Social and ecological responsibility is of increasing importance for the economy and society on a global scale. Japan seems to have woken up to this challenge only recently, with a number of notable trends and initiatives. The triple disaster of March 11 2011 seems to have further raised the awareness of sustainability issues, contribution to society and ethical consumerism.
This presentation focuses on ethical consumer behavior (i.e., taking into account environmental and social responsibility of products and their production during consumers’ decision-making processes), which has become known in Japan as sōsharu shōhi or more recently eshikaru shōhi. The presentation gives an overview of ethical consumption in Japan and analyzes various influencing factors determining ethical consumer behavior, as well as the specific cultural, social and economic background. Based on both primary and secondary data and various examples, the presentation discusses the implications of this consumer trend for the Japanese economy, business practice and public policy.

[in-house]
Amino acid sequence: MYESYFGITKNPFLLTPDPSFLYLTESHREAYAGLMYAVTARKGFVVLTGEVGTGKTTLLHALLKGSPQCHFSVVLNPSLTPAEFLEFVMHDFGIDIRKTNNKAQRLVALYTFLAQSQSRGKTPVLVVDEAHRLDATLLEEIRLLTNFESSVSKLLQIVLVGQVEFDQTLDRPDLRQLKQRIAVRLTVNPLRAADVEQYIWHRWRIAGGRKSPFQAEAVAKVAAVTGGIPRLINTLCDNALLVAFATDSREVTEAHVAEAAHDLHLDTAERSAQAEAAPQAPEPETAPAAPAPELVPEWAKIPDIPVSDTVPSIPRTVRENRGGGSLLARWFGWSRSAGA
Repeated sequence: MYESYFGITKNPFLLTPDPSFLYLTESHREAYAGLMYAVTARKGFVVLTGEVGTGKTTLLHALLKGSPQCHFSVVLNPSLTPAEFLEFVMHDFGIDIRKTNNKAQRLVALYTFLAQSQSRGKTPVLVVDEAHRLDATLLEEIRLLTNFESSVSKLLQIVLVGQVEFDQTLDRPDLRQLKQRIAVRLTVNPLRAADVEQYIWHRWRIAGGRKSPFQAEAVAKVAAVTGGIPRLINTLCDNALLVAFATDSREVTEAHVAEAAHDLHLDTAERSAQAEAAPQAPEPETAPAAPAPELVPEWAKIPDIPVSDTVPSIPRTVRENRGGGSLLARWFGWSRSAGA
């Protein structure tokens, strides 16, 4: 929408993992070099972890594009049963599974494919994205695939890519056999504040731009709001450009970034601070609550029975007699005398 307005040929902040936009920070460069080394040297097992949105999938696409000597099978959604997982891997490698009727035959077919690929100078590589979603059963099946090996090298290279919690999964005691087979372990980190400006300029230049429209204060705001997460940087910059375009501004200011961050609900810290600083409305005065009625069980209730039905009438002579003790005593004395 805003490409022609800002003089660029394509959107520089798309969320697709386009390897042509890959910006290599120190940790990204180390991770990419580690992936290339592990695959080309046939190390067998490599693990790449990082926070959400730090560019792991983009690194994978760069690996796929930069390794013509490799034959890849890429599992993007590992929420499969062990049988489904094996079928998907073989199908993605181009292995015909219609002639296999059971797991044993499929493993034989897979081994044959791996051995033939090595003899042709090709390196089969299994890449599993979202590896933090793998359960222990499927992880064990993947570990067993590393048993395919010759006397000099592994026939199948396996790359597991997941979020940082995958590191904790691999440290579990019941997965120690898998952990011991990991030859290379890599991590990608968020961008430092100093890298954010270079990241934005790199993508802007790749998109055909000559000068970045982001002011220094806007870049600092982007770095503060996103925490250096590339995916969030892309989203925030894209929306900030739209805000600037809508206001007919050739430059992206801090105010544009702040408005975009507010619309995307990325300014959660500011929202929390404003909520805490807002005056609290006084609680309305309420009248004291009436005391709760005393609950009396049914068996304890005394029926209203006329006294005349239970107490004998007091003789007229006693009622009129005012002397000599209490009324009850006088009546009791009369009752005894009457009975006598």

Dr. Florian Kohlbacher is a Senior Research Fellow and Head of the Business & Economics Section at the German Institute for Japanese Studies (DIJ) Tokyo. He is also an adjunct professor at Temple University, Japan Campus and a visiting researcher at the Institute for Media and Communications Research at Keio University. Florian is the author of “International Marketing in the Network Economy: A Knowledge-Based Approach”, Palgrave, 2007, and co-editor of “The Silver Market Phenomenon: Marketing and Innovation in the Aging Society, 2nd edition, Springer, 2011.
TIME AND PLACE: April 19, 2012, 6:30-8:30, Akamon Sōgō Kenkyū-tō Rm. 549, Institute of Social Science (Shaken), Hongo Campus, University of Tokyo
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